Joined Apr 2001
5,499 Posts
Dave,

The brown paper tape.
I have rolls and rolls of the stuff !
I never thought of using it as you describe !
That I have has reinforcement of diagonal weave within it - is the same as that you use ?

Keven.
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Old Jul 19, 2001, 05:36 PM
Registered User
Richmond,Va. USA
Joined Mar 2000
135 Posts
dave
I was just going to add some 1/2oz. glass to the nose & belly for skid protection-- no landing gear!
I plan to layer two coats poly,one silkspan,one coat poly,let dry, sand,one more layer silkspan,one more coat poly,
sand
and then paint with airbrush.
Do you think the glass would be too much?
Thanks

Have A Ball

Hans
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Old Jul 19, 2001, 06:38 PM
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Texas
Joined Aug 1999
5,110 Posts
The brown paper tape that I'm using doesn't have threads, but the threaded kind would probably work too.

VaVol,

I thought about putting something extra on my 'Lil Sporty to protect the bottom, but after the tape, the two coats of ploy and silk, and the spray enamel paint, I think that anything more would have been overkill.
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Old Aug 01, 2001, 09:19 PM
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dottney's Avatar
United States, NY, Fairport
Joined Jun 2000
2,600 Posts
Please excuse my ignorance but what is this polycrylic stuff? (brand names will be appreciated)
I thought polyurethane would melt foam.

Thanks
Dave
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Old Aug 01, 2001, 09:46 PM
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MARIETTA,GA
Joined Dec 2000
171 Posts
Dave,
Polycrylic-water based polyurethane by MINWAX-SAFE FOR FOAM.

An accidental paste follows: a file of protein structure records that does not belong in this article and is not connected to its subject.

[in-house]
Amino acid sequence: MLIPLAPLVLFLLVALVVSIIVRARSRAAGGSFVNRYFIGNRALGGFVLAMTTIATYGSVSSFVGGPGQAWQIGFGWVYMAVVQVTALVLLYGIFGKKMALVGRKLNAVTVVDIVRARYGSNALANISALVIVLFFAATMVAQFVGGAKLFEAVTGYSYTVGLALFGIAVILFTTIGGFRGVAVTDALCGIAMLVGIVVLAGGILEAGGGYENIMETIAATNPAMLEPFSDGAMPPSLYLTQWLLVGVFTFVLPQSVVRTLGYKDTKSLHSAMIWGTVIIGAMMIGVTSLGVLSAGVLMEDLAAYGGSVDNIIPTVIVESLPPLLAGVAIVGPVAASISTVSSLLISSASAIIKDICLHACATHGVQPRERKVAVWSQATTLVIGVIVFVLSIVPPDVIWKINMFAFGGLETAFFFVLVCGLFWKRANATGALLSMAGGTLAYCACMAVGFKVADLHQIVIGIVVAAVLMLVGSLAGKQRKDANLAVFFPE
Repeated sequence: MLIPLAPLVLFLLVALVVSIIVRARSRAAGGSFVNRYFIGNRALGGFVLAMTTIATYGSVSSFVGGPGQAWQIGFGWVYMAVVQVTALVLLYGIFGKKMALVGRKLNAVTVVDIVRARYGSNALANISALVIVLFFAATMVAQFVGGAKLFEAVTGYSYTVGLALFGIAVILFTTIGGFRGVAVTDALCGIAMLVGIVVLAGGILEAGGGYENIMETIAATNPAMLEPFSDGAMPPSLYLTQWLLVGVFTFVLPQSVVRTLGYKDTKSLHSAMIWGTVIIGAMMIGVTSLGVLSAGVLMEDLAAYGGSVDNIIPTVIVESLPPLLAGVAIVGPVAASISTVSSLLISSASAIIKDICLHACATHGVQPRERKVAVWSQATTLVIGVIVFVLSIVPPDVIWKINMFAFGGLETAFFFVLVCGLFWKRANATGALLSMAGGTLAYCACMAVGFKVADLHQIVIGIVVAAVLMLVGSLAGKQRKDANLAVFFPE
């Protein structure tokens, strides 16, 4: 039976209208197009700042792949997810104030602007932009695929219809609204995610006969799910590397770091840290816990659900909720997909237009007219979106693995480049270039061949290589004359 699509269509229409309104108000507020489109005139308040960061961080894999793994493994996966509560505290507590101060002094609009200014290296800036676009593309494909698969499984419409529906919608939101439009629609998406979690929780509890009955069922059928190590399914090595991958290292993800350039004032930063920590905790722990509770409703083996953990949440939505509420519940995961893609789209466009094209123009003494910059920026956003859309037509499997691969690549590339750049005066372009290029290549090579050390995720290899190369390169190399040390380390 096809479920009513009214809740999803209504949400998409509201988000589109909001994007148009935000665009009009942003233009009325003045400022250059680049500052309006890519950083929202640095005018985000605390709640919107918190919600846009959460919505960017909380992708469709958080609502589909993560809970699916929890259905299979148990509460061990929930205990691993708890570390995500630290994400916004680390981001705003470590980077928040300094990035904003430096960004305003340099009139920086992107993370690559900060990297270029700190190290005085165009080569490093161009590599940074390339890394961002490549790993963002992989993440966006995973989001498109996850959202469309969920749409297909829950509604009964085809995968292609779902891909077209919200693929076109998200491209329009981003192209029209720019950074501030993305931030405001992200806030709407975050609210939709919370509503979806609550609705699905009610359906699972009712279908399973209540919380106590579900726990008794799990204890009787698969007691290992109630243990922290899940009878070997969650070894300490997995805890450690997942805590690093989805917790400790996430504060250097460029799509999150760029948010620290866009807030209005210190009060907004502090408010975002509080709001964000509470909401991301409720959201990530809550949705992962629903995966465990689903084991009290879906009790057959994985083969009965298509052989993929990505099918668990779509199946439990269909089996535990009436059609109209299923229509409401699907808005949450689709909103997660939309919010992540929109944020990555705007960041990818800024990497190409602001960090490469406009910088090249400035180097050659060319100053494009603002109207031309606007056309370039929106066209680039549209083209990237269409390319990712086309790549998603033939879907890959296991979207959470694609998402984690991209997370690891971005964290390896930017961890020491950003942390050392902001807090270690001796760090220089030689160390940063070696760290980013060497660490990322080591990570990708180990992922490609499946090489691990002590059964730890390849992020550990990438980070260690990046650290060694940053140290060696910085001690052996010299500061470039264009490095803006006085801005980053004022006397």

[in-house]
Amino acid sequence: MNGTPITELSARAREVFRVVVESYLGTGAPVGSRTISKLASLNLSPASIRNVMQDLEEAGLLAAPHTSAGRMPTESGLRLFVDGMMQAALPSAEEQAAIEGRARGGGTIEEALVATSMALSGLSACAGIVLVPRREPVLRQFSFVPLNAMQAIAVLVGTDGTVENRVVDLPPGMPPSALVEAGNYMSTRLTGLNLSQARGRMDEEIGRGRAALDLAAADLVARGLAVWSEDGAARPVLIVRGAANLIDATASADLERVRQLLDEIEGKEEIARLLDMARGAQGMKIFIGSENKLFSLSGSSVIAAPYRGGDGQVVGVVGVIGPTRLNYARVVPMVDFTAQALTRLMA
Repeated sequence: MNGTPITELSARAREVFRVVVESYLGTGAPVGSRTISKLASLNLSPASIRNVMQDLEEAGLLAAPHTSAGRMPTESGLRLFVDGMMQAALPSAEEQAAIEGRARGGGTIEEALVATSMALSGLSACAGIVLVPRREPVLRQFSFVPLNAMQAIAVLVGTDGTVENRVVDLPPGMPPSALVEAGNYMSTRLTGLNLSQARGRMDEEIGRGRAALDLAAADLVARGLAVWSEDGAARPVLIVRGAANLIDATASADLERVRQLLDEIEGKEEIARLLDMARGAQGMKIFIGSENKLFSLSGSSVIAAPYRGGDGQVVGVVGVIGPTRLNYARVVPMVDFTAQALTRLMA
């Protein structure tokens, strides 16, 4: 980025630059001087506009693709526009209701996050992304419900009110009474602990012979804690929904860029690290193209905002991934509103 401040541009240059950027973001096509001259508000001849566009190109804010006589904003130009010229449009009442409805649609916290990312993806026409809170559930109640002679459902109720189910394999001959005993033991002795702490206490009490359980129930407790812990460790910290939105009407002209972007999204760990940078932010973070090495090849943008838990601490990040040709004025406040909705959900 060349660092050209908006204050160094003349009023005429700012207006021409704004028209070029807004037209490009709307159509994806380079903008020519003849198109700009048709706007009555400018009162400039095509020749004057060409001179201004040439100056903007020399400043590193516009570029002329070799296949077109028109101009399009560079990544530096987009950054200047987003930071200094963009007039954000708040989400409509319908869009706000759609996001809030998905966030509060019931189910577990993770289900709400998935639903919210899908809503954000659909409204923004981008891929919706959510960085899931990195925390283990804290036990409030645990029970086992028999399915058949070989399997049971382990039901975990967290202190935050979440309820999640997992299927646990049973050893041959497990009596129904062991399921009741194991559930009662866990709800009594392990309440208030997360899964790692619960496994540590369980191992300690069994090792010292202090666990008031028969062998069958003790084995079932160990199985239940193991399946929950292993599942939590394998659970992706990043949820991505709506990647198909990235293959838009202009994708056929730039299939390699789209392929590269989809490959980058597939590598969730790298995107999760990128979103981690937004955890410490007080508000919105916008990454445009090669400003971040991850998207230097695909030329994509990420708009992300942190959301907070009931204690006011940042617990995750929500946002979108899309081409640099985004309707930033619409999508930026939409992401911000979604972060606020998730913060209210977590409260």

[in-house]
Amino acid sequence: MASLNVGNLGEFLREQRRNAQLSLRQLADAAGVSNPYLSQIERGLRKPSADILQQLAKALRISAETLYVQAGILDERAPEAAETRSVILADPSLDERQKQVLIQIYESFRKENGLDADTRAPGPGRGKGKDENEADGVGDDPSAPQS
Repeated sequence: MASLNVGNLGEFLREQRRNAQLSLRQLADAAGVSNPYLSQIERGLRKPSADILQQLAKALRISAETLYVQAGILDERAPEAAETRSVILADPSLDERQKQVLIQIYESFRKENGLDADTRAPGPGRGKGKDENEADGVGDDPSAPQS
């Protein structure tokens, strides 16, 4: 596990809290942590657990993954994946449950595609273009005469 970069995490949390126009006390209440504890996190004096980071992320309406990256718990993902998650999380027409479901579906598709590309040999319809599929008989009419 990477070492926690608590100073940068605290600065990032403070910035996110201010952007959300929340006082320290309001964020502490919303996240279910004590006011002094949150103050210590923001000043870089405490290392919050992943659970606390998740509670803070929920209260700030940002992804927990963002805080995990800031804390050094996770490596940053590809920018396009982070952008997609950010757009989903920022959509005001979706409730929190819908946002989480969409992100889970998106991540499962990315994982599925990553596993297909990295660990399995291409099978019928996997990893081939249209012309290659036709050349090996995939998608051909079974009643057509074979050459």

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Old Aug 02, 2001, 01:35 PM
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jmelzer's Avatar
La Canada, CA USA
Joined Oct 2000
354 Posts
I have had success using thin Balsa sheeting (1/32" - 1/16") over pink foam to strengthen leading edges and fuz bottoms. Apply diluted Elmers carpenters glue to both surfaces and allow to dry. Place the wood on the foam. Heat with an iron set to high to bond. Sand to suit your taste and further lighten. THEN cover with Silkspan and polycrylic, I use the Minwax brand.

Now I have a question... I apply the Silkpan and spritz it with water to smooth it out on the surface, but I still get some little wrinkles. Is there any way to obtain a smooth aplication right from the start? Or is sanding the only way to smooth these?
Regards, Jay
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Old Aug 02, 2001, 01:49 PM
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Texas
Joined Aug 1999
5,110 Posts
-- Materials:
“Spackle” is sold by under various brand names including Red Devil and Bondex as “Lightweight Spackling Paste.”
“Polycrylic” is a superior polyurethane like product that is sold by Minwax as “Ultra Fast Drying Polycrylic - Protective Finish.”
Both of these products clean up with water and both can be found in most hardware stores and the hardware departments of most large discount stores.